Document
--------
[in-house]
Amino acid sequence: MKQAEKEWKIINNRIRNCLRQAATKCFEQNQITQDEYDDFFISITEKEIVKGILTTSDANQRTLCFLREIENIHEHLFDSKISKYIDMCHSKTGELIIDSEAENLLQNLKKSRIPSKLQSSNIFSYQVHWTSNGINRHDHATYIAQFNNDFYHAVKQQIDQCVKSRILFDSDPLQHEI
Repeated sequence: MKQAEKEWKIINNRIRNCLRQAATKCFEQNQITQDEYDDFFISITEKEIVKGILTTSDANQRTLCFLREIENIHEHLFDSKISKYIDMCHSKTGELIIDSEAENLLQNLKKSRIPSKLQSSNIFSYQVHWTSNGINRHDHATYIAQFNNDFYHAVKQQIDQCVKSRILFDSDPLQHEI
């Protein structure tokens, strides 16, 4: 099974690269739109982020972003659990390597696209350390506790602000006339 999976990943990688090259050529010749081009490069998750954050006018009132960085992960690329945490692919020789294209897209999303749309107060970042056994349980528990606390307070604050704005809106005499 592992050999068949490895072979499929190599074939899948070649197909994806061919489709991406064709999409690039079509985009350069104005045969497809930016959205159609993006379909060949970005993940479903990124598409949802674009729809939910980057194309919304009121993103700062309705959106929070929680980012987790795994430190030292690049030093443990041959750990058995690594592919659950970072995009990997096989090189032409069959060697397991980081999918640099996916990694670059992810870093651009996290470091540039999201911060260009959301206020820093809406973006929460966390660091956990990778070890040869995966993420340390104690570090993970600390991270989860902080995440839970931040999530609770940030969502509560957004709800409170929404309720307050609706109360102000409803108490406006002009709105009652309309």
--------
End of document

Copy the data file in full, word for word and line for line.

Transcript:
[in-house]
Amino acid sequence: MKQAEKEWKIINNRIRNCLRQAATKCFEQNQITQDEYDDFFISITEKEIVKGILTTSDANQRTLCFLREIENIHEHLFDSKISKYIDMCHSKTGELIIDSEAENLLQNLKKSRIPSKLQSSNIFSYQVHWTSNGINRHDHATYIAQFNNDFYHAVKQQIDQCVKSRILFDSDPLQHEI
Repeated sequence: MKQAEKEWKIINNRIRNCLRQAATKCFEQNQITQDEYDDFFISITEKEIVKGILTTSDANQRTLCFLREIENIHEHLFDSKISKYIDMCHSKTGELIIDSEAENLLQNLKKSRIPSKLQSSNIFSYQVHWTSNGINRHDHATYIAQFNNDFYHAVKQQIDQCVKSRILFDSDPLQHEI
């Protein structure tokens, strides 16, 4: 099974690269739109982020972003659990390597696209350390506790602000006339 999976990943990688090259050529010749081009490069998750954050006018009132960085992960690329945490692919020789294209897209999303749309107060970042056994349980528990606390307070604050704005809106005499 592992050999068949490895072979499929190599074939899948070649197909994806061919489709991406064709999409690039079509985009350069104005045969497809930016959205159609993006379909060949970005993940479903990124598409949802674009729809939910980057194309919304009121993103700062309705959106929070929680980012987790795994430190030292690049030093443990041959750990058995690594592919659950970072995009990997096989090189032409069959060697397991980081999918640099996916990694670059992810870093651009996290470091540039999201911060260009959301206020820093809406973006929460966390660091956990990778070890040869995966993420340390104690570090993970600390991270989860902080995440839970931040999530609770940030969502509560957004709800409170929404309720307050609706109360102000409803108490406006002009709105009652309309």